There is a strong belief that repeated traumatic exposure would lead to increased post-traumatic stress disorder (PTSD), representing the prevalent dichotomous thinking of persons being either healthy or ill. However, studies conducted in our lab suggest otherwise. Specifically, we show that repeated traumatic exposure might have a hidden price as well as a possible benefit. In our studies, we work with a wide variety of populations including the Israeli police, the Israel fire and rescue service and civilians who live in conflict regions in order to better define these effects and the way in which they are reflected both in terms of the demonstrated clinical symptoms and the individual's functioning.


Informed by our prospective studies which show causal relationship between cognitive and emotion regulation flexibility and the tendency to develop and maintain PTSD symptoms across repeated traumatic exposure, in our current studies we aim to use this knowledge in order to: (1) Develop novel neurocognitive interventions applied by servicemen before traumatic exposure in order to enhance their cognitive and psychological resilience and reduce psychopathology development. (2) Create a complimentary screening tool to help predict the tendency of individuals to develop symptoms before traumatic exposure and make effective recruiting decisions for professions that involve different stages of repeated traumatic exposure.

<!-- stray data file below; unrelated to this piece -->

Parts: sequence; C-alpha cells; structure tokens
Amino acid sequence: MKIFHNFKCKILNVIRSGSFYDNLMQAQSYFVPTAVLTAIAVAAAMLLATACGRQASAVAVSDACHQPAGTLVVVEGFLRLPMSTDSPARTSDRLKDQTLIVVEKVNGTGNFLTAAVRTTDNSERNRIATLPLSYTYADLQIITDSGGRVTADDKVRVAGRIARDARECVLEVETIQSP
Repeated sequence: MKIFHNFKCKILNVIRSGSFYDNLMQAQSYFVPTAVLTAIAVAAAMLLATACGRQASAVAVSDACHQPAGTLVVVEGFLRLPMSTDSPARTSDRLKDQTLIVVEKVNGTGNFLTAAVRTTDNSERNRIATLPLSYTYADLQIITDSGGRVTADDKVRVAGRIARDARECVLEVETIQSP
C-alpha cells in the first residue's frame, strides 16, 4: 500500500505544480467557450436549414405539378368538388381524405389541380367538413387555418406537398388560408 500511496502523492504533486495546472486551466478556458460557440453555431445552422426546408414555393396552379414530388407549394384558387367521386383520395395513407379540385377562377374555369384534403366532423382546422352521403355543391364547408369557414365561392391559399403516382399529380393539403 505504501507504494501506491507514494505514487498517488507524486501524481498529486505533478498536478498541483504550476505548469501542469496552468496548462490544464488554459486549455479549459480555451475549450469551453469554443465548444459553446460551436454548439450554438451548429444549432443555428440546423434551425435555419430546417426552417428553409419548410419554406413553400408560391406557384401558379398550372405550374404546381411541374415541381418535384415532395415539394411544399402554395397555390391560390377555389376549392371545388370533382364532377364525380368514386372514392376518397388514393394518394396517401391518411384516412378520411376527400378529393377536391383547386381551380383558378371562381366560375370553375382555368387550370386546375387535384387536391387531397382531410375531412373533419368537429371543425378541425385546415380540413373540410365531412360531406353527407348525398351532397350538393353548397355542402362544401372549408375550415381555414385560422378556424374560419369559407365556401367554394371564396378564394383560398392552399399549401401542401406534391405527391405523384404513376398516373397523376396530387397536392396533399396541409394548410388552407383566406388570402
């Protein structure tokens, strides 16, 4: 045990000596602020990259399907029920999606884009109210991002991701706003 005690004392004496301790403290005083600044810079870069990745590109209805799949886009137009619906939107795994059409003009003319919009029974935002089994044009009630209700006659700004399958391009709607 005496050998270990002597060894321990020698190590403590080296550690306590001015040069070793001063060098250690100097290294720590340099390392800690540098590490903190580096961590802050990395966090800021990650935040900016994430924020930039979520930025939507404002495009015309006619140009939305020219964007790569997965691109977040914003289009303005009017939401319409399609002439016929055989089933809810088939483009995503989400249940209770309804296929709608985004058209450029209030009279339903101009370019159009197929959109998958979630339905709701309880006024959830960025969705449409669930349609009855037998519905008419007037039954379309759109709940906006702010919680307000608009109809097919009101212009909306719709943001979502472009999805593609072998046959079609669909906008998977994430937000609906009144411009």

There are many alternative treatments that are available for people experiencing symptoms of PTSD. Surprisingly, the same treatments are often given to individuals who experience distinct levels of traumatic exposure. Recent cross-sectional and prospective studies conducted in our lab demonstrate the significant role of cognitive and emotional regulation flexibility in the relationship between repeated traumatic exposure and the tendency to develop and maintain PTSD symptoms across time. In our current studies, we develop novel neurocognitive and interpersonal emotion regulation treatments, while proposing different adjusted treatments at different stages across repeated traumatic exposure.